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To Determine the Proper Cutting Height for Your Forages

Whether you’re taking the crop as haylage or dry hay, it’s important to pay attention to forage cutting height.

One of our goals as farmers is to maximize our yield; however, cutting a crop too low can lead to several problems.

Penn State Extension agronomy educator Dwane Miller explains that disk-type mowers (discbines) allow for cutting very close to the ground. Miller has seen many fields that have been “scalped” right to ground level.

This differs considerably from the older sickle-bar mowers (haybines), whose technology required that some level of stubble height remain.

Stand longevity can be compromised when the crop is cut too low. As a general rule, alfalfa can be cut closer to the ground than our grass crops.

We need to think about where energy reserves are stored in the crop.

For alfalfa, carbohydrates are stored below the ground in the taproot. Grasses store their energy above ground in the stem base or tillers.

Frequent mowing close to the ground will deplete these energy reserves, resulting in stand longevity issues.

The second consequence for mowing too close to the ground is increased ash content of the forage.

All forage has a natural ash content of approximately 6%. However, mowing too closely with disk mowers can add soil to the crop, and increase the ash content by as much as 10-12% (18% ash content in total analysis).

If we all had table-top-smooth fields, it would be much easier to make a closer cut across all fields. However, things such as groundhog holes and the unevenness of fields can add to increased ash content of our harvested forage.

So, the million-dollar question is how low can you go? The best answer is ... it depends!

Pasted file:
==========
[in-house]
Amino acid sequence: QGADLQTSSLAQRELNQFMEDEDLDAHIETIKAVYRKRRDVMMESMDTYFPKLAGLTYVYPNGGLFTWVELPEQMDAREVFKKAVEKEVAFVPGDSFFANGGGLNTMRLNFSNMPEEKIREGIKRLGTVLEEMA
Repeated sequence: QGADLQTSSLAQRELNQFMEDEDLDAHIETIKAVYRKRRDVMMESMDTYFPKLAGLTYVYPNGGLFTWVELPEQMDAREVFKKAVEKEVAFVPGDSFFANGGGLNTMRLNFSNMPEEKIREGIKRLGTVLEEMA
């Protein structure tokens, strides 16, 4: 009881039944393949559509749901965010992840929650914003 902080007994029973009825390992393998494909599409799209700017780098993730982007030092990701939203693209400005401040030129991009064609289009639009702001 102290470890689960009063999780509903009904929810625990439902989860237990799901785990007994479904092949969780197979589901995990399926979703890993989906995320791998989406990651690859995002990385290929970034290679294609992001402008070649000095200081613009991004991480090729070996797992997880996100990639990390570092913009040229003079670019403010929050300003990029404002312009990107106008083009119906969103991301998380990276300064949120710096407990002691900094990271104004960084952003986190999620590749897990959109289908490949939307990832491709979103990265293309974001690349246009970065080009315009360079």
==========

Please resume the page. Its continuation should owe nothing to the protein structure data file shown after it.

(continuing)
The first question to ask is, is it a solid stand or a mixed stand?

If you have grasses and want to keep them in the stand, you must keep cutting height higher than a pure stand of legume.

Keep in mind these are minimum cutting height recommendations; it’s OK to mow higher than the numbers below.

For alfalfa or clover, the minimum is 2 inches. Some literature shows a cutting height of 1 inch will not reduce stand longevity, but remember the increased ash content issue.

Also, keep in mind that frequent cutting at early maturity will continue to deplete carbohydrate reserves. One cutting of alfalfa should be allowed to reach the bloom stage each year.

For cool-season grasses like orchardgrass or timothy, 4 inches is the minimum during the establishment year and a minimum 3 inches during production years.

This is where we see most of our stand longevity issues. Frequent cutting of cool season grasses at a low height will continue to deplete energy reserves.

In mixed stands you must manage for the predominant species. Do you have a grass stand with some alfalfa, or an alfalfa stand with some grass? For alfalfa with some grass, use a 2.5-inch minimum. For grass with some alfalfa, use a 3-inch minimum — if you want to keep the grass stand!

To Scout for Black Cutworm Damage

Penn State Extension’s Black Cutworm Monitoring Network has detected five significant flights of black cutworm moths in our pheromone traps.

Extension agronomy educator Anna Busch says that in these areas, one should expect an elevated risk of cutting damage by caterpillars.

A second pulse of moths was reported for some locations.

Black cutworms migrate in the spring from the Gulf Coast in April and May. This second pulse of moths is most likely due to a second migration.

Cutting damage from black cutworm caterpillars tends to occur about 300 degree days after these flights.

Lebanon County reached 300 degree days on Tuesday, and there have been reports of cutting damage.

Over the weekend or by early next week, Franklin and Lycoming counties will also hit 300 degree days.

We recommend scouting for black cutworm damage in these regions that are at a high risk, but all growers should be cautious this season and scout their fields.

We recommend scouting fields every seven to 10 days. This “regular” scouting should detect black cutworm damage.

When scouting your fields, note that black cutworm caterpillars can damage corn from first emergence up to V4 or V5.

For young plants, cutworm damage can look like a series of symmetrical holes through the leaves.

Remember that if cutting damage is found, rescue treatments are usually the most efficient and economical tactic for managing black cutworm.

Quote Of The Week

“A lie doesn’t become truth, wrong doesn’t become right, and evil doesn’t become good just because it is accepted by the majority.”

— Booker T. Washington

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